Professor and Whitehead Institute member has conducted wide-ranging research in vertebrate developmental biology.
December 16, 2019
Hazel Sive, a globally respected developmental biologist and educator, will become dean of the Northeastern University College of Science, beginning in June 2020. Sive, a member of the Whitehead Institute who has also been on the faculty of the MIT Department of Biology since 1991, is a much-lauded teacher and academic leader at MIT.
“The greatest professional honor of my life has been to be a member of Whitehead Institute and a professor of biology at MIT. To be part of the extraordinary research landscape, to educate our outstanding MIT students, and to have had opportunities to contribute to governance and international activities, has been quite wonderful,” says Sive.
“At the same time, this is an exciting next step in my career,” Sive says. “Northeastern has a fantastic, innovative ethos that meshes with my deep interest in the future of higher education. I look forward to leading the Northeastern College of Science toward even greater excellence in research and education.”
“Hazel has long been committed to teaching and academic leadership, and Northeastern will benefit from her broad experience and expertise,” says David C. Page, Whitehead Institute director and member. “Although we will miss her wit, energy, incisive intelligence, and passionate commitment to outstanding science research, we congratulate her on this wonderful new endeavor.”
Sive, who is also an associate member of Broad Institute of MIT and Harvard, is recognized for her groundbreaking research in vertebrate developmental biology. Her contributions have been wide-ranging, encompassing molecular definition of anterior position, development of the brain ventricular system, and identifying novel cell biological processes, including “epithelial relaxation” and “basal constriction.” Her group defined the extreme anterior domain that gives rise to the mouth and that is a crucial craniofacial signaling center. Sive developed the zebrafish as a tool to analyze human neurodevelopmental disorders, most recently focusing on the metabolic underpinnings of disorders such as autism and 16p11.2 deletion syndrome. She has also been a pioneer in use of the frog Xenopus and zebrafish model systems; indeed, she created the Cold Spring Harbor Laboratory Course on Early Development of Xenopus — which has run for more than 25 years — and she is editor-in-chief of a new two-volume “Xenopus Lab Manual.”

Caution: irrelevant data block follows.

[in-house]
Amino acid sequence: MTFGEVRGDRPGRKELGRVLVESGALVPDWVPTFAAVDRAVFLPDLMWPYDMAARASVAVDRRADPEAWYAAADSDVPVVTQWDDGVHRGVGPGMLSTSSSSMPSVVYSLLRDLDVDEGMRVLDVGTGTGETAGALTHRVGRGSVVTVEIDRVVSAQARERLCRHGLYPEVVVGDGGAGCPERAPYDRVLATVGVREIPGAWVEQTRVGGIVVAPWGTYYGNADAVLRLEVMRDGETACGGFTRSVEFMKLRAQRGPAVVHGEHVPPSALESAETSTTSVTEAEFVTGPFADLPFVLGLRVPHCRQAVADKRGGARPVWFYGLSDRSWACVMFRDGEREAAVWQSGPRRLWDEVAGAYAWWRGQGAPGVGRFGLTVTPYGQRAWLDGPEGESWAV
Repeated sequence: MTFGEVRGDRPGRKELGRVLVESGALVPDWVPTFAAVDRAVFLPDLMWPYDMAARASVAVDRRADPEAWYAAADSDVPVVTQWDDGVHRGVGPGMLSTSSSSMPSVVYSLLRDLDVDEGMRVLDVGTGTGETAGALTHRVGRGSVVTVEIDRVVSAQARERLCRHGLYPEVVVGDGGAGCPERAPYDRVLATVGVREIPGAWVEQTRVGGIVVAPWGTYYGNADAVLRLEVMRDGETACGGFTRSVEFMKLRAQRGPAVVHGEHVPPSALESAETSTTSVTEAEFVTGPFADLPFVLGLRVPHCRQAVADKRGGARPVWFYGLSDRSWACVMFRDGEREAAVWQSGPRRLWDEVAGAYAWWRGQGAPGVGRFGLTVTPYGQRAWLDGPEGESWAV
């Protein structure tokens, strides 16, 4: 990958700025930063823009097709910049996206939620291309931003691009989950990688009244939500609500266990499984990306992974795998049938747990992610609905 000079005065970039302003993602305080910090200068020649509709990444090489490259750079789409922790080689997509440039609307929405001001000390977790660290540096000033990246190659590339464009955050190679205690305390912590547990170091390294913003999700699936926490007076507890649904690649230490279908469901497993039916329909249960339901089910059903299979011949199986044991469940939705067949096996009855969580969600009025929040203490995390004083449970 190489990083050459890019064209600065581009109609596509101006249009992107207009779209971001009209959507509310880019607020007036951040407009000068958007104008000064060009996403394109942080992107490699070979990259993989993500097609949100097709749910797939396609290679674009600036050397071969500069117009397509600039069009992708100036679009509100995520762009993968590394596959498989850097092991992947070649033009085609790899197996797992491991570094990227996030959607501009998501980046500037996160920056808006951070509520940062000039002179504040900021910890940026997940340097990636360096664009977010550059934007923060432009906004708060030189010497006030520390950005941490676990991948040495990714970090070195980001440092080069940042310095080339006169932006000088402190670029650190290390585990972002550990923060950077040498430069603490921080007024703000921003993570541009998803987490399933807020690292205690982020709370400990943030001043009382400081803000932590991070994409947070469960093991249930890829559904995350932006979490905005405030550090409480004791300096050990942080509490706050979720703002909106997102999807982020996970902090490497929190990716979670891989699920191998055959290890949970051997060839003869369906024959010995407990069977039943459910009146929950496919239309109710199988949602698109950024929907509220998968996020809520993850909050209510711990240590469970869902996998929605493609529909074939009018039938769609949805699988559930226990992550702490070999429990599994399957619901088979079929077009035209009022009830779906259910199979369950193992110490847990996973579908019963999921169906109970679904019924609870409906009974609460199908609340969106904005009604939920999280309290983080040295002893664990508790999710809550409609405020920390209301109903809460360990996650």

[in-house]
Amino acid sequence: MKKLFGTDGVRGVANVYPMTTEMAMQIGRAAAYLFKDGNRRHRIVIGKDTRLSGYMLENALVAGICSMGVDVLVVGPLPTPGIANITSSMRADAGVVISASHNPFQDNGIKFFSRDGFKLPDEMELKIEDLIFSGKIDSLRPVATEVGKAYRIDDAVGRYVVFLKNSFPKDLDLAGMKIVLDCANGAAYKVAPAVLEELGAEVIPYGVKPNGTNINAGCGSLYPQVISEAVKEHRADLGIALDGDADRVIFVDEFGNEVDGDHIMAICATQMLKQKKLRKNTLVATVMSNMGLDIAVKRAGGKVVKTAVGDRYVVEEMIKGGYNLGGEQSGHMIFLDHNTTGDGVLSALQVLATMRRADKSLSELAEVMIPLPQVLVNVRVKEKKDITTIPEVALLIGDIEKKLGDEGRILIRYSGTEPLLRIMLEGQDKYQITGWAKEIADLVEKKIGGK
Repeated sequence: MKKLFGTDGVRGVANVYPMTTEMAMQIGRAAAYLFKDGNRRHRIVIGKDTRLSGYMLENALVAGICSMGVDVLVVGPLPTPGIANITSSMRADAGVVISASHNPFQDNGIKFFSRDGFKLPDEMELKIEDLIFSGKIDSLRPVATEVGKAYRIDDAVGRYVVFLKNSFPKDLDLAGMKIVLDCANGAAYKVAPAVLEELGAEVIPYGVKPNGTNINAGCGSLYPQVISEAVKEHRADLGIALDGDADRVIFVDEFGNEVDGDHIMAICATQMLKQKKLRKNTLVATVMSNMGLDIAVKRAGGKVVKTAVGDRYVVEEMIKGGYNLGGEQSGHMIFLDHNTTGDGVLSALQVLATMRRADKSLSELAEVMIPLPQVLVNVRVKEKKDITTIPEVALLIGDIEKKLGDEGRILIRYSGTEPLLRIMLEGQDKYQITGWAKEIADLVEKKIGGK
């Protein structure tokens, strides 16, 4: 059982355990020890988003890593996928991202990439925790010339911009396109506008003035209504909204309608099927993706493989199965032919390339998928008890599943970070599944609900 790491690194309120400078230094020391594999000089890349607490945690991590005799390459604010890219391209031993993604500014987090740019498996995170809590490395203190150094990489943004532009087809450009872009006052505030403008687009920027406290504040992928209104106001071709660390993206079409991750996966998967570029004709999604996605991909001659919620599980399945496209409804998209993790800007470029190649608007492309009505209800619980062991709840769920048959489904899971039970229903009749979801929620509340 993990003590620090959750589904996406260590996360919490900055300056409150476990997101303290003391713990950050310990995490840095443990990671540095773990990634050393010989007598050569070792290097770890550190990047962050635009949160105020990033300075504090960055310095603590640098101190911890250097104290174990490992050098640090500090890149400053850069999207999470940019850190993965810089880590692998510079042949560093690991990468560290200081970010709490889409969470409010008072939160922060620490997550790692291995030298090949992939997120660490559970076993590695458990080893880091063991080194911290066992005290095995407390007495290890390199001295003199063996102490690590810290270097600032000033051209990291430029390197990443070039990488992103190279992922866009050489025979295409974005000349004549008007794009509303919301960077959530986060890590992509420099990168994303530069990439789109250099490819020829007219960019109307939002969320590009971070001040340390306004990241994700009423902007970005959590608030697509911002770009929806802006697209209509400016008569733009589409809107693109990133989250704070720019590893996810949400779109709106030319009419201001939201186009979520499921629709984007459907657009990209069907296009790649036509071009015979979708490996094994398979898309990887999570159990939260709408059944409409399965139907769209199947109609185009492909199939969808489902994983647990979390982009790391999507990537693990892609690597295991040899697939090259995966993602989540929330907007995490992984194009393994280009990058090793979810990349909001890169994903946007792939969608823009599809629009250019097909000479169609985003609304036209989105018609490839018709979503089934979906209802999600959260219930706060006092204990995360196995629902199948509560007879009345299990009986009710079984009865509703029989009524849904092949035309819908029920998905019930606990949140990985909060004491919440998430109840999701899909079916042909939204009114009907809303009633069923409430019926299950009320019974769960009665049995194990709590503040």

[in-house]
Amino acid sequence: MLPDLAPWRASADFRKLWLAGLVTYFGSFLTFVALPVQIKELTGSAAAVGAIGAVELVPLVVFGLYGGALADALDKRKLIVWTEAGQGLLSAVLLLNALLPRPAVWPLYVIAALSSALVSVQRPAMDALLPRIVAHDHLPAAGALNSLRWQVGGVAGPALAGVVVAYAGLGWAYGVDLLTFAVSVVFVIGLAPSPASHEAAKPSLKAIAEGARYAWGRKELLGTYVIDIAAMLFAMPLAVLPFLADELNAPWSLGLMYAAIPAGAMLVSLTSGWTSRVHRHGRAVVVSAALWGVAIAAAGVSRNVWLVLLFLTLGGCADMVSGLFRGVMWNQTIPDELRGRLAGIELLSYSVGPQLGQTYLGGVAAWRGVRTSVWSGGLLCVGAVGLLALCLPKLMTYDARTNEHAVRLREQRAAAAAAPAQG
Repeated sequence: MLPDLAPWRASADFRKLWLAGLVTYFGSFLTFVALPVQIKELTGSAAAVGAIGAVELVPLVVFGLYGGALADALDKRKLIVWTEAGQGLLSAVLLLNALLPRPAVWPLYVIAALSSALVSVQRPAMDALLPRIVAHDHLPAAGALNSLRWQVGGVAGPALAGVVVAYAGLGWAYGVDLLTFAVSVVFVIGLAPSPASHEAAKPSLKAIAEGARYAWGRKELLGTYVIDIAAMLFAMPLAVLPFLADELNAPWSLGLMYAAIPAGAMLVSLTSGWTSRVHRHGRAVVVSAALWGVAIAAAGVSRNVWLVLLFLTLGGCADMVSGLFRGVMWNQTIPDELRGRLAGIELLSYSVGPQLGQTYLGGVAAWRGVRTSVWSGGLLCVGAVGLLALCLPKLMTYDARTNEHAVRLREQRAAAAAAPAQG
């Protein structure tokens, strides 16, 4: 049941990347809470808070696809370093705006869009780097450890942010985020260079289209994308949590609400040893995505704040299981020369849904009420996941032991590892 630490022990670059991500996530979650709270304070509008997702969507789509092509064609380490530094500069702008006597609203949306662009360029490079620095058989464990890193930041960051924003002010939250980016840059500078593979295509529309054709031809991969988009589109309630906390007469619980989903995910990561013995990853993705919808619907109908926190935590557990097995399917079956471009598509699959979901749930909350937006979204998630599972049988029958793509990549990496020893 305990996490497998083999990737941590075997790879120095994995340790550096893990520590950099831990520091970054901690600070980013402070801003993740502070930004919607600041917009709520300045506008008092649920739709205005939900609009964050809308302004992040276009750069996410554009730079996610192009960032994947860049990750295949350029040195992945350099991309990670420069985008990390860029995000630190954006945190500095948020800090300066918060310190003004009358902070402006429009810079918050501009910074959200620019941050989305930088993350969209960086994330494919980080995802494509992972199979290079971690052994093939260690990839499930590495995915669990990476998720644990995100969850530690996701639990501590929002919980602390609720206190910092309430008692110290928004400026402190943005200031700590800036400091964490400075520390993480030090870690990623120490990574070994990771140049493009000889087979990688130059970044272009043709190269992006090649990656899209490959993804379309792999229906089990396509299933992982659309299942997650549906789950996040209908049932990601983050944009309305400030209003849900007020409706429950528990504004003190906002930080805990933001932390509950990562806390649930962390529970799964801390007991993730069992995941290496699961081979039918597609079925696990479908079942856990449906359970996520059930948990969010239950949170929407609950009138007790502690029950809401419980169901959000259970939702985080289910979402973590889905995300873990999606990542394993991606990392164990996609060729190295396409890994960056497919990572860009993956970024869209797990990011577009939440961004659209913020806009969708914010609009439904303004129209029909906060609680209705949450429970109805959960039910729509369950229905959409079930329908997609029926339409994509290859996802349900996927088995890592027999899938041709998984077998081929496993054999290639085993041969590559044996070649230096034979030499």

A highly effective educator, Sive has been named a MacVicar Faculty Fellow — MIT’s highest undergraduate teaching accolade — and has twice received the MIT School of Science Teaching Prize. She has taught the undergraduate introductory biology course for 18 years; co-teaches the graduate developmental neuroscience course; and recently created the innovative course Building with Cells for undergraduate and graduate students.
Among her myriad leadership roles, Sive chaired the MIT biology department undergraduate program and has chaired an array of faculty committees. She was the first associate dean of science — where she led the school’s education strategy, promoted diversity in graduate student and faculty recruitment, and devised programs for postdoctoral and junior faculty training. Notably, in 2011 Sive initiated the groundbreaking “Report on the Status of Women Faculty in Science at MIT”.
A native of South Africa — where she earned bachelor’s degrees in chemistry and zoology from the University of Witwatersrand, Johannesburg — Sive has engaged in building connections between MIT and Africa. In 2014, Sive founded the MIT-Africa Initiative, where she serves as faculty director. With the tagline “Collaborating for Impact,” MIT-Africa promotes mutually beneficial engagements in research, education, and innovation. She is founder and faculty director of MISTI-Africa Internships, sending students to multiple African countries. Sive has also focused globally on education, and is founding director of higher education for the MIT Abdul Latif Jameel World Education Lab (J-WEL), located in the Office of Open Learning, started in 2017, that promotes excellence in education across the world. From her leadership, J-WEL Higher Education has built a strong membership across five continents.